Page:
In a recent presidential debate, one candidate stated that minority entrepreneurs struggle to find mentors. He probably did not mean mentors, but sponsors and investors. Conflation of the words “mentor” and “sponsor” is common. On a basic level, a mentor provides guidance; a sponsor promotes advancement. The candidate’s choice of the word “mentor” is revealing.
A widespread assumption exists that minorities and women need “mentoring” more than white men. There is a lack of hard data supporting this assumption, yet it remains an assumption in many organizations, including large law firms. For at least the past 50 years, much has been written about the existence of a mentor being a key to success for women—in fact, the existence of a mentor has been regarded as a common factor among successful women. Having a mentor was seen as the magic bullet for a woman to succeed, and the lack of a mentor was seen as the reason many women fail.
Although it is hard to identify where this idea originated, it has become so much a part of the corporate collective unconscious that even to question it seems heretical.
Fortunately, there are such heretics, particularly in the last 10 years, such as Herminia Ibarra of London Business School. Ibarra posits that women are not under-mentored at all—they are under-sponsored.
Tension Between Mentor, Sponsor Roles
The same may be true for minorities, and even for white men, who don’t always have sponsors (or mentors, for that matter) and need them too. In fact, white men need them just as much. To succeed in a large law firm, the need for mentor and sponsors is beyond peradventure. No one has a lock on getting either, much less both.
Both mentors and sponsors exist in BigLaw, but the two roles do not always coincide. There is an implicit expectation that partners both provide guidance to associates (e.g., act as mentors), as well as advocate for their advancement (e.g., act as sponsors). The two roles can overlap, but not as much as one might think. While partners sometimes are mentors, sometimes are sponsors, and sometimes are both, there is an inherent tension between the roles of mentor and sponsor, especially in a law firm.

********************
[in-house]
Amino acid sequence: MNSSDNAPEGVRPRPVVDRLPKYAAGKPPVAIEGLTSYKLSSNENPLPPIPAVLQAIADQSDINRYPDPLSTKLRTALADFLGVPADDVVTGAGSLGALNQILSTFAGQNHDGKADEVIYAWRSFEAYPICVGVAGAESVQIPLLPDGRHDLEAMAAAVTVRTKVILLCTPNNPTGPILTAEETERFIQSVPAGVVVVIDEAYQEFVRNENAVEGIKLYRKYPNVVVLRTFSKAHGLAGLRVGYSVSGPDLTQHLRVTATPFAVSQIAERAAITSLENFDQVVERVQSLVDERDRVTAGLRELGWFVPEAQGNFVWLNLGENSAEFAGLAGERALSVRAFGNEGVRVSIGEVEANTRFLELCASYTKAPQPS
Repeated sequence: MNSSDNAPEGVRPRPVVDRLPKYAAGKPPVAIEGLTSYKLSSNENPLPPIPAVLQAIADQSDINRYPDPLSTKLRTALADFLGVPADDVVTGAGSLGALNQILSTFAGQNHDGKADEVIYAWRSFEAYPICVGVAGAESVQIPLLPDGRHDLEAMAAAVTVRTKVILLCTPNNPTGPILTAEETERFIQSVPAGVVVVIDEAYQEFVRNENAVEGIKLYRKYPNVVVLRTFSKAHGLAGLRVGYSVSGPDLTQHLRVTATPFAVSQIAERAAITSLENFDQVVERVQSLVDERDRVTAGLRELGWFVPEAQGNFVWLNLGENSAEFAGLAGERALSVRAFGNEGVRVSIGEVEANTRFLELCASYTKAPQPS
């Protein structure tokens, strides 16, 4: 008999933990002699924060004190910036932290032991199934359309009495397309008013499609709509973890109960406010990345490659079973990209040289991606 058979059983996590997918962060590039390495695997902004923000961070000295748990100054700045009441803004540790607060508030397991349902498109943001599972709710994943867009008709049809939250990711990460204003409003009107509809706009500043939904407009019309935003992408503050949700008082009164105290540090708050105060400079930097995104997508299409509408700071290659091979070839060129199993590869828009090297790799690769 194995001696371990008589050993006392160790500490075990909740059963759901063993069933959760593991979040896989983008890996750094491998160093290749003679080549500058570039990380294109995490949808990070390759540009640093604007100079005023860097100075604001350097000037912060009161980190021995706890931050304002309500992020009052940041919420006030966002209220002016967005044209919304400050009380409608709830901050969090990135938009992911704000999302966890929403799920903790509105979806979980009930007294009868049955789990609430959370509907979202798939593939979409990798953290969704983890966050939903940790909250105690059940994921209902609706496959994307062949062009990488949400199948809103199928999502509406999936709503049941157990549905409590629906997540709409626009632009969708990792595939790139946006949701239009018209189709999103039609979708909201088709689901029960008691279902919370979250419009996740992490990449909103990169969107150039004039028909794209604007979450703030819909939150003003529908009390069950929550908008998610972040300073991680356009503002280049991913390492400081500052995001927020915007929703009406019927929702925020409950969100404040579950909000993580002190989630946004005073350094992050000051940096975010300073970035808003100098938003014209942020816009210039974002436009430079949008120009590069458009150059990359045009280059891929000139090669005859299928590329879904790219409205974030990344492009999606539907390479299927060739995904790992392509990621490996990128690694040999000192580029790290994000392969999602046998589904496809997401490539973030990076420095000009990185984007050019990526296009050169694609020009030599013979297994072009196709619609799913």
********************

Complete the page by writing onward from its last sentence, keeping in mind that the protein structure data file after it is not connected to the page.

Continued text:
A true mentor is different from a boss, teacher, coach, or role model. A mentor sees a protégé clearly, understands the protégé’s potential, and is able to give uniquely needed guidance and advice. A true mentor would tell a protégé to leave the law firm if that is in the protégé’s interest, or even to leave the law, if the law is not the protégé’s calling. This is inherently inconsistent with the role of law firm partners with respect to their associates.
Recognizing that mentors can be elusive, many BigLaw firms launched formal mentorship programs. These programs may involve pairing associates with “mentors” or facilitating introductions by means such as “mentoring parties” where associates and partners can mingle. Some firms describe their programs as highly successful.
There is no doubt these programs are successful at what they literally do—connect partners and associates—and that they bring about positive results, including improved communication and collegiality. But they accomplish very little when it comes to actual mentorship.
Touted Sucesses Aren’t Reliable
There are several fairly obvious reasons why touted success is not a reliable indicator of these programs’ efficacy at bringing about true mentor-protégé relationships.
First, law firms measure their success at such programs only by internal benchmarks, which might not be independent or scientific.